At the start of POST SCD, Tseng noticed that a disproportionate number of deaths classified as sudden cardiac death occurred in the HIV population. He contacted UCSF colleague Priscilla Hsue, MD, chief of the cardiology division at Zuckerberg San Francisco General Hospital and Trauma Center, and a leading expert on heart disease in people with HIV infection, and together, they decided to further investigate SCD in people. living with HIV. In their initial analysis, published in 2012, they reported that SCD rates were more than four times higher in people living with HIV, but in this study, SCDs were assumed by convention and did not require confirmation. ‘autopsy.
In the follow-up analysis now published in the NEJM, scientists at UCSF reported that suspected MSC in both HIV-positive and HIV-negative populations occurred at a rate of 53.3 versus 23.7 events per 100,000 people. -years, respectively.
There have been 610 unexpected deaths among the HIV-positive population, including 109 deaths resulting from cardiac arrest outside the hospital. A review of medical and paramedical records, forensic examination and autopsy of all but one of the 109 cases revealed multiple underlying causes of death. Of these, 48 met the criteria for presumed MSC, but only 22 of these sudden deaths were caused by arrhythmia, with associated coronary artery disease, damaged or enlarged heart chambers, or pre-existing arrhythmic disease.
Drug overdoses detected by postmortem toxicology accounted for 16 deaths among HIV-positive people – 34 percent of the suspected SCD group. In comparison, among those who were HIV negative, overdoses accounted for 13 percent of the 505 deaths initially classified as SCD. Other causes of non-arrhythmic death in HIV-positive people with suspected CSD included kidney failure, infection, hemorrhage, and diabetic ketoacidosis.
Fibrosis in the heart
Hsue, who is the lead author of the study, said it is now clear that chronic inflammation in people infected with HIV persists even in an HIV disease that is effectively treated and suppressed. In turn, this continued inflammation is strongly predictive of clinical events, including overall mortality and cardiovascular events, kidney disease, and neurological disease. It is now known that people infected with HIV have significantly higher rates of acute myocardial infarction, heart failure, peripheral arterial disease and ischemic stroke compared to the general population.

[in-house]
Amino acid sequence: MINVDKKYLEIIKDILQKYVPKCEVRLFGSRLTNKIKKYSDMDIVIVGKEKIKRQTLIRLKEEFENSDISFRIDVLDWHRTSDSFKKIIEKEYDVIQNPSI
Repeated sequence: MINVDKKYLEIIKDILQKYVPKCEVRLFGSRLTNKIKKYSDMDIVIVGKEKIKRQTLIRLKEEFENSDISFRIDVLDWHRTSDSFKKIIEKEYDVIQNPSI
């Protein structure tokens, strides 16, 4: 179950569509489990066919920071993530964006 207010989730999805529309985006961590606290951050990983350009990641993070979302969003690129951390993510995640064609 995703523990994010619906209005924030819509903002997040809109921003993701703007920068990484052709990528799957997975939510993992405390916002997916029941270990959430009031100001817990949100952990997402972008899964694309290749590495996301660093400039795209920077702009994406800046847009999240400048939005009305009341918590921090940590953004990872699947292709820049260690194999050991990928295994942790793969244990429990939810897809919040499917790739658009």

The researchers also measured higher levels of interstitial fibrosis – in which collagen is deposited around clumps of heart cells – in the heart tissue of people with HIV. Similar fibrosis in the lymph nodes, liver and kidneys has been observed in previous studies with HIV.
“I guess this fibrosis probably represents a systemic impact of chronic HIV infection,” Hsue said. “Evidence from this study also suggests that there were even higher levels of interstitial fibrosis among the subset of HIV-infected individuals with sudden cardiac death, and also among those whose autopsy confirmed an autopsy. sudden death due to arrhythmias. In the future, it will be critical to expand this discovery by identifying those at risk with the goal of preventing sudden death in people living with HIV. In addition, therapeutic strategies aimed at reducing fibrosis will be an important area of investigation in the future. For me, this represents a truly unique study that highlights the multidisciplinary collaborations at UCSF. “
Additional UCSF co-authors are Anthony Kim, Eric Vittinghoff, Phil Ursell, Andrew Connolly, Jeffrey E. Olgin, and Joseph K. Wong. The study was funded by National Heart Lung and Blood Institute grants R01HL114822 and R01HL134182.
The University of California at San Francisco (UCSF) focuses exclusively on the health sciences and is dedicated to promoting health around the world through advanced biomedical research, higher education in the sciences of life and health professions and excellence in patient care. UCSF Health, which serves as the primary academic medical center for UCSF, includes specialty hospitals and other leading clinical programs, and has affiliations throughout the Bay Area. UCSF School of Medicine also has a regional campus in Fresno.